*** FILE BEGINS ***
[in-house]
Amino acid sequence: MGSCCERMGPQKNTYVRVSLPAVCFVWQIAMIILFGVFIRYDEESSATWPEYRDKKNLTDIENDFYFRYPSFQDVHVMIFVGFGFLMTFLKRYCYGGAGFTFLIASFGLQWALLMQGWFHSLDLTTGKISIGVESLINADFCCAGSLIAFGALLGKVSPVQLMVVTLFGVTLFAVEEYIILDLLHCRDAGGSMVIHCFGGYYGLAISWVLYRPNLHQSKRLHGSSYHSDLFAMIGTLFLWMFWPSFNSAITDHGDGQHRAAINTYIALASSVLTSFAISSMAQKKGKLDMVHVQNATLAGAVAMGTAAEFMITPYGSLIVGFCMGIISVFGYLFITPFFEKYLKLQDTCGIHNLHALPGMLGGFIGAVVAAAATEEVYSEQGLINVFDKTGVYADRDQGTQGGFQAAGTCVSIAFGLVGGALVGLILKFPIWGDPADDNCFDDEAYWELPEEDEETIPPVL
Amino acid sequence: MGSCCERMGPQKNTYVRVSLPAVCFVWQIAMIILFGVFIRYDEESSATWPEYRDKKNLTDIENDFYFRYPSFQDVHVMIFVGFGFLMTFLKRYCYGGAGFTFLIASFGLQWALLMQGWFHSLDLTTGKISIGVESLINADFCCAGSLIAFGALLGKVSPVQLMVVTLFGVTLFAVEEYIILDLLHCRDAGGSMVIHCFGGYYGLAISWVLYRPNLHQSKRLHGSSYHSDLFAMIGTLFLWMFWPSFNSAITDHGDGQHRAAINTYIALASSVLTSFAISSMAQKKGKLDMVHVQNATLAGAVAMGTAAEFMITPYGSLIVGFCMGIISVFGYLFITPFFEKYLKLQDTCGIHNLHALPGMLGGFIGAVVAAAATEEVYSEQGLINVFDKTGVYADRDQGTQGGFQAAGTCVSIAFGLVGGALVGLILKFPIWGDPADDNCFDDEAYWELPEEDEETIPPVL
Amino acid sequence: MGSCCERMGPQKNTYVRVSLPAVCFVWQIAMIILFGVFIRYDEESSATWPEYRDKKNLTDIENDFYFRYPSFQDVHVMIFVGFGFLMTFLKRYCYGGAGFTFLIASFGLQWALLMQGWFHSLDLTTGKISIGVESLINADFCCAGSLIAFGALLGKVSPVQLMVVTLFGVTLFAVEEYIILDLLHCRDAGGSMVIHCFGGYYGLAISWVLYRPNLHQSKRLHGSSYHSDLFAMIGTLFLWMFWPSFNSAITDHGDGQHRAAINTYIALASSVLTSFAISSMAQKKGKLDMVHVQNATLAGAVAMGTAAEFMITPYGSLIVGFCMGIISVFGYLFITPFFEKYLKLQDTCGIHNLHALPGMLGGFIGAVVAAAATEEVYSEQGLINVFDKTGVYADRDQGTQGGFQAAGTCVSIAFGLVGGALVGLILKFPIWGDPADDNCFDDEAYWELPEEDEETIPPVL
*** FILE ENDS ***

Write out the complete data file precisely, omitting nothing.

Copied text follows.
[in-house]
Amino acid sequence: MGSCCERMGPQKNTYVRVSLPAVCFVWQIAMIILFGVFIRYDEESSATWPEYRDKKNLTDIENDFYFRYPSFQDVHVMIFVGFGFLMTFLKRYCYGGAGFTFLIASFGLQWALLMQGWFHSLDLTTGKISIGVESLINADFCCAGSLIAFGALLGKVSPVQLMVVTLFGVTLFAVEEYIILDLLHCRDAGGSMVIHCFGGYYGLAISWVLYRPNLHQSKRLHGSSYHSDLFAMIGTLFLWMFWPSFNSAITDHGDGQHRAAINTYIALASSVLTSFAISSMAQKKGKLDMVHVQNATLAGAVAMGTAAEFMITPYGSLIVGFCMGIISVFGYLFITPFFEKYLKLQDTCGIHNLHALPGMLGGFIGAVVAAAATEEVYSEQGLINVFDKTGVYADRDQGTQGGFQAAGTCVSIAFGLVGGALVGLILKFPIWGDPADDNCFDDEAYWELPEEDEETIPPVL
Amino acid sequence: MGSCCERMGPQKNTYVRVSLPAVCFVWQIAMIILFGVFIRYDEESSATWPEYRDKKNLTDIENDFYFRYPSFQDVHVMIFVGFGFLMTFLKRYCYGGAGFTFLIASFGLQWALLMQGWFHSLDLTTGKISIGVESLINADFCCAGSLIAFGALLGKVSPVQLMVVTLFGVTLFAVEEYIILDLLHCRDAGGSMVIHCFGGYYGLAISWVLYRPNLHQSKRLHGSSYHSDLFAMIGTLFLWMFWPSFNSAITDHGDGQHRAAINTYIALASSVLTSFAISSMAQKKGKLDMVHVQNATLAGAVAMGTAAEFMITPYGSLIVGFCMGIISVFGYLFITPFFEKYLKLQDTCGIHNLHALPGMLGGFIGAVVAAAATEEVYSEQGLINVFDKTGVYADRDQGTQGGFQAAGTCVSIAFGLVGGALVGLILKFPIWGDPADDNCFDDEAYWELPEEDEETIPPVL
Amino acid sequence: MGSCCERMGPQKNTYVRVSLPAVCFVWQIAMIILFGVFIRYDEESSATWPEYRDKKNLTDIENDFYFRYPSFQDVHVMIFVGFGFLMTFLKRYCYGGAGFTFLIASFGLQWALLMQGWFHSLDLTTGKISIGVESLINADFCCAGSLIAFGALLGKVSPVQLMVVTLFGVTLFAVEEYIILDLLHCRDAGGSMVIHCFGGYYGLAISWVLYRPNLHQSKRLHGSSYHSDLFAMIGTLFLWMFWPSFNSAITDHGDGQHRAAINTYIALASSVLTSFAISSMAQKKGKLDMVHVQNATLAGAVAMGTAAEFMITPYGSLIVGFCMGIISVFGYLFITPFFEKYLKLQDTCGIHNLHALPGMLGGFIGAVVAAAATEEVYSEQGLINVFDKTGVYADRDQGTQGGFQAAGTCVSIAFGLVGGALVGLILKFPIWGDPADDNCFDDEAYWELPEEDEETIPPVL